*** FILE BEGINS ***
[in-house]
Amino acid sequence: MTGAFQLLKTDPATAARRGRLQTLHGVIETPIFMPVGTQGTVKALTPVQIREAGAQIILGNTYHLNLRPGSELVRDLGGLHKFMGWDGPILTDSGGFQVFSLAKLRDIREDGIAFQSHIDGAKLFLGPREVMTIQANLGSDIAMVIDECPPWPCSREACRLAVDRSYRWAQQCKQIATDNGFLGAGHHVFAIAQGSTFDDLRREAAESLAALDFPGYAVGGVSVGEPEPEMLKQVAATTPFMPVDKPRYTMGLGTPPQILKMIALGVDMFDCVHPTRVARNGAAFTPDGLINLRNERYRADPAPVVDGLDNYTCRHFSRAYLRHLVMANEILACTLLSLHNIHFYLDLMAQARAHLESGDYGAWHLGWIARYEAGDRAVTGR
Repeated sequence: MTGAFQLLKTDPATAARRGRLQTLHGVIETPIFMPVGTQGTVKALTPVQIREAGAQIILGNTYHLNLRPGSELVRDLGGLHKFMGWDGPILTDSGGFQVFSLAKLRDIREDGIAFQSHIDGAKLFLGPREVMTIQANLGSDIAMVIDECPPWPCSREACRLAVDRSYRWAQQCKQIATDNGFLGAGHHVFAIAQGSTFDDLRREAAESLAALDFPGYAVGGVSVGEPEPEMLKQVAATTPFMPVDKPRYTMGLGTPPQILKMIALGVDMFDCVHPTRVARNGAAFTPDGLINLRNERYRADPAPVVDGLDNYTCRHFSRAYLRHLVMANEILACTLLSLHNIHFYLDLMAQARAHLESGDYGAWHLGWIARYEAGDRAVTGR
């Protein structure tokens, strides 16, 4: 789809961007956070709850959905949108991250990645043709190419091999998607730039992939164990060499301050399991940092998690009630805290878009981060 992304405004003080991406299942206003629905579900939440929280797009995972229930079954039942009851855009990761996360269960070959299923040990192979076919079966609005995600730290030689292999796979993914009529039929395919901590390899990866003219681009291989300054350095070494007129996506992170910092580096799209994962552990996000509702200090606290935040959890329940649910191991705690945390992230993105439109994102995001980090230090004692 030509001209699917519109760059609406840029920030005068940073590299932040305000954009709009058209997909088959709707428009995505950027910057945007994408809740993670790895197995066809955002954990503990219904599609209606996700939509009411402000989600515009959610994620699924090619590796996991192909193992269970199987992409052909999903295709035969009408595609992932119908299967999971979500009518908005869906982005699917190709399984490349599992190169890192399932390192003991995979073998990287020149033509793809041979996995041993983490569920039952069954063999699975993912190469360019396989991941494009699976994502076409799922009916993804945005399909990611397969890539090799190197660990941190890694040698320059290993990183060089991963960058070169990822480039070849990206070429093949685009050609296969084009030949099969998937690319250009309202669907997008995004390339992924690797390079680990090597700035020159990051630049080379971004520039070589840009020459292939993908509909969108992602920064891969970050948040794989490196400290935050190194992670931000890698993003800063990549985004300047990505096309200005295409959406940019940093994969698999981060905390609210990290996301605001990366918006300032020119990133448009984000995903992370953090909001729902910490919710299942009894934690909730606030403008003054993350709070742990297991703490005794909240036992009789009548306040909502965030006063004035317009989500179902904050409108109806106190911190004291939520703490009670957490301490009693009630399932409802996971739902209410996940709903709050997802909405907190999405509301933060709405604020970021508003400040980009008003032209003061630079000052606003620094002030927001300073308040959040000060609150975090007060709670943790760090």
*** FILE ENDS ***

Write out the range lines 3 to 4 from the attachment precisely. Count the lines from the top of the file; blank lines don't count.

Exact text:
Repeated sequence: MTGAFQLLKTDPATAARRGRLQTLHGVIETPIFMPVGTQGTVKALTPVQIREAGAQIILGNTYHLNLRPGSELVRDLGGLHKFMGWDGPILTDSGGFQVFSLAKLRDIREDGIAFQSHIDGAKLFLGPREVMTIQANLGSDIAMVIDECPPWPCSREACRLAVDRSYRWAQQCKQIATDNGFLGAGHHVFAIAQGSTFDDLRREAAESLAALDFPGYAVGGVSVGEPEPEMLKQVAATTPFMPVDKPRYTMGLGTPPQILKMIALGVDMFDCVHPTRVARNGAAFTPDGLINLRNERYRADPAPVVDGLDNYTCRHFSRAYLRHLVMANEILACTLLSLHNIHFYLDLMAQARAHLESGDYGAWHLGWIARYEAGDRAVTGR
């Protein structure tokens, strides 16, 4: 789809961007956070709850959905949108991250990645043709190419091999998607730039992939164990060499301050399991940092998690009630805290878009981060 992304405004003080991406299942206003629905579900939440929280797009995972229930079954039942009851855009990761996360269960070959299923040990192979076919079966609005995600730290030689292999796979993914009529039929395919901590390899990866003219681009291989300054350095070494007129996506992170910092580096799209994962552990996000509702200090606290935040959890329940649910191991705690945390992230993105439109994102995001980090230090004692 030509001209699917519109760059609406840029920030005068940073590299932040305000954009709009058209997909088959709707428009995505950027910057945007994408809740993670790895197995066809955002954990503990219904599609209606996700939509009411402000989600515009959610994620699924090619590796996991192909193992269970199987992409052909999903295709035969009408595609992932119908299967999971979500009518908005869906982005699917190709399984490349599992190169890192399932390192003991995979073998990287020149033509793809041979996995041993983490569920039952069954063999699975993912190469360019396989991941494009699976994502076409799922009916993804945005399909990611397969890539090799190197660990941190890694040698320059290993990183060089991963960058070169990822480039070849990206070429093949685009050609296969084009030949099969998937690319250009309202669907997008995004390339992924690797390079680990090597700035020159990051630049080379971004520039070589840009020459292939993908509909969108992602920064891969970050948040794989490196400290935050190194992670931000890698993003800063990549985004300047990505096309200005295409959406940019940093994969698999981060905390609210990290996301605001990366918006300032020119990133448009984000995903992370953090909001729902910490919710299942009894934690909730606030403008003054993350709070742990297991703490005794909240036992009789009548306040909502965030006063004035317009989500179902904050409108109806106190911190004291939520703490009670957490301490009693009630399932409802996971739902209410996940709903709050997802909405907190999405509301933060709405604020970021508003400040980009008003032209003061630079000052606003620094002030927001300073308040959040000060609150975090007060709670943790760090």